In fact, we argue that deciding what to do with something you no longer need is more overwhelming than determining whether or not to keep something. This is especially true if you’re resourceful and are trying to be considerate of your waste.

What we suggest you think about the lifecycle of your things before you start decluttering. Otherwise, you run into the trap of getting stuck partway through your efforts. 

Here’s where the power of piles come into play. Brainstorm all of the possible outlets for discarding items and create a list. Here’s what we commonly use for destination points:

For sale pile – this is for things that are in excellent condition that you wish to sell either online, at a garage sale, at a local market or to friends.

Giveaway pile – this is reserved for things that you wish to give to friends and family. You want to make sure that your offering is valuable and that you’re not contributing unnecessary clutter to other people’s lives.

Donation pile – this is for things you wish to donate to charities. This generally tends to be leftover stuff from your for sale pile and giveaway pile.

Reusable textiles pile – this is for clothing, bedding and towels that are ruined or completely worn out. We found someone in our city that turns worn textiles into blankets and toys for dogs in animal shelters. Perhaps you can find something similar regarding a maker looking to take old material and turn it into something new. Try zero waste Facebook groups in your area.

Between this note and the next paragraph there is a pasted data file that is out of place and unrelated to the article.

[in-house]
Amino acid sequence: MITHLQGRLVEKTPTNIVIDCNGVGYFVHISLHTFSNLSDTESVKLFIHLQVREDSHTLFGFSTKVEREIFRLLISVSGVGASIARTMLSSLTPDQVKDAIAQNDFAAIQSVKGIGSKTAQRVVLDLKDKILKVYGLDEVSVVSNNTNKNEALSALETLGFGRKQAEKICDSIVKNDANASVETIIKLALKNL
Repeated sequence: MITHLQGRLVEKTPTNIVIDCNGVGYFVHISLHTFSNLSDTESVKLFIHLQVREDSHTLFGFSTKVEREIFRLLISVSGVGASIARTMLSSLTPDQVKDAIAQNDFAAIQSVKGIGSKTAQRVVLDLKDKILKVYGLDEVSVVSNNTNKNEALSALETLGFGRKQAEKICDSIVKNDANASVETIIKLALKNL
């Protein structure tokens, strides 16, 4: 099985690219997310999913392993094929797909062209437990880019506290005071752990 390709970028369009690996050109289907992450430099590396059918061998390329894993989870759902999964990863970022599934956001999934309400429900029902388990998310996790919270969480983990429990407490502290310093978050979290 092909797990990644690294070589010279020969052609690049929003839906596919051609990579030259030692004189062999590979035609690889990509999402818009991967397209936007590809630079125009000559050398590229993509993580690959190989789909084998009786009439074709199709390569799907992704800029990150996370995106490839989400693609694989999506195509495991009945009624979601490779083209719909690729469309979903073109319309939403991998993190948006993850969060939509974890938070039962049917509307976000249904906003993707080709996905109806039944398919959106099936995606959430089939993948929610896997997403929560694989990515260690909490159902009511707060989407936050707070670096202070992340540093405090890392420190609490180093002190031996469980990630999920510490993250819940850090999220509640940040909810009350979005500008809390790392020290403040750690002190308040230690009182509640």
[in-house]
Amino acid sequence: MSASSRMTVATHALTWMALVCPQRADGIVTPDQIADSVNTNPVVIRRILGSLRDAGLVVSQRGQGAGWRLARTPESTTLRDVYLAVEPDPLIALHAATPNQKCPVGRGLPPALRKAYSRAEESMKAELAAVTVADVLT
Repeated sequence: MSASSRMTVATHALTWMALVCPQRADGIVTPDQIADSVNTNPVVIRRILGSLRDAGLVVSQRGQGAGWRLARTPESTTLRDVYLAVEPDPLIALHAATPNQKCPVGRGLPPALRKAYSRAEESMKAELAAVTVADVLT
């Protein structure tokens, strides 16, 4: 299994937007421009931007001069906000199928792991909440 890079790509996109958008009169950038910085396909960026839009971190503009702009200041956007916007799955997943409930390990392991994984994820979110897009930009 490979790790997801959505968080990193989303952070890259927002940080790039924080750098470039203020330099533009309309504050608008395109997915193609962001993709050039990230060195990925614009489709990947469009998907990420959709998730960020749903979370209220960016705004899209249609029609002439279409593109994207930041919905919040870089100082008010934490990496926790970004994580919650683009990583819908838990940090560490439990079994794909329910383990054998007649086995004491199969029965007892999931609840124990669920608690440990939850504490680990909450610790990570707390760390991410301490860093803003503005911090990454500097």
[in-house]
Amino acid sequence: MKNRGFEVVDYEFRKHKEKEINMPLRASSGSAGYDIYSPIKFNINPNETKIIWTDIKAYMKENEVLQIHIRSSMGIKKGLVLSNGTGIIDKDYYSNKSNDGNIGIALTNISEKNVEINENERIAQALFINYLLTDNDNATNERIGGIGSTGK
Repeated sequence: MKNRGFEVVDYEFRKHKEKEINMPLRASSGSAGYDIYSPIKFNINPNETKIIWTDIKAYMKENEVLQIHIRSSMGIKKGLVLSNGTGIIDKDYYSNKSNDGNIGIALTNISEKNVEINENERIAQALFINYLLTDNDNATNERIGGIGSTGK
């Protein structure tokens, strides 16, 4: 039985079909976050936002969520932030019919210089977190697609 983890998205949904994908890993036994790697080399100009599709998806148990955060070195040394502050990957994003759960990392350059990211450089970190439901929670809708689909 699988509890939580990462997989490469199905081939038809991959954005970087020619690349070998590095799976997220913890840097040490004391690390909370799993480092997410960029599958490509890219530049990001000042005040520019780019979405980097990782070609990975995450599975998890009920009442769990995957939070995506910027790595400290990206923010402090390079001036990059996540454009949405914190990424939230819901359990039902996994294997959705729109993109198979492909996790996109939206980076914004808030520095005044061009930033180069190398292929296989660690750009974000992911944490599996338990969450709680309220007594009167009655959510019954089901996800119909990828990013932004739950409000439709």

Rubbish pile – this is for things that cannot be reused or repaired but are also not recyclable. You want this destination point to be the smallest of all your piles, and it’s pure waste.

For scanning pile – this is for all of the necessary paperwork in your life, including tax papers, registrations, receipts, warranties, certificates, etc. Create a pile for which you can scan into your computer and recycle the physical versions.

Sentimental pile – my wife Maša and I each have a box dedicated to special items that mean a lot to us. Note: it’s worth reviewing your sentimental box annually. You’d be surprised how it can shrink over the years as you create new experiences—more on this below.

Recycling pile – despite your best efforts, sometimes you need to add things to recycling. This is normally the first pile people think about when decluttering; however, we try to leave recycling as a last resort.

Once you’ve defined your destination piles, you’re ready to start decluttering.

You’ll still need time to execute on the distribution of your piles, whether that’s putting items up for sale, taking a trip to the tip or telling your friends and family.

However, planning for these activities in advance helps you to simplify your decluttering workflow and set the right expectations for yourself.

How to finally overcome your resistance to declutter

Redefine what is enough for you

Having more than we need gives us a sense of security. Security against what might happen in the future.

That’s why, as a culture, we never seem to have enough money in savings in case we need to access it. Or we’re stressed about having the perfect outfit for a specific occasion.

Applying minimalism to decluttering means stepping back and questioning the value of everything you possess. 

This means tightening up your rotations on towels, cutlery, skincare, tools, bedding, shoes, sports gear, you name it. 

Depending on what motivates you, counting your items might be effective to reprogram how much stuff you think you need.

A good example is clothes. It can be empowering to developpersonal uniform with a few high-quality pieces on rotation and some unique pieces for occasions.

Courtney Carver propelled the wardrobe capsule movement with her Project 333 program, where you pick 33 articles of clothing and accessories every three months.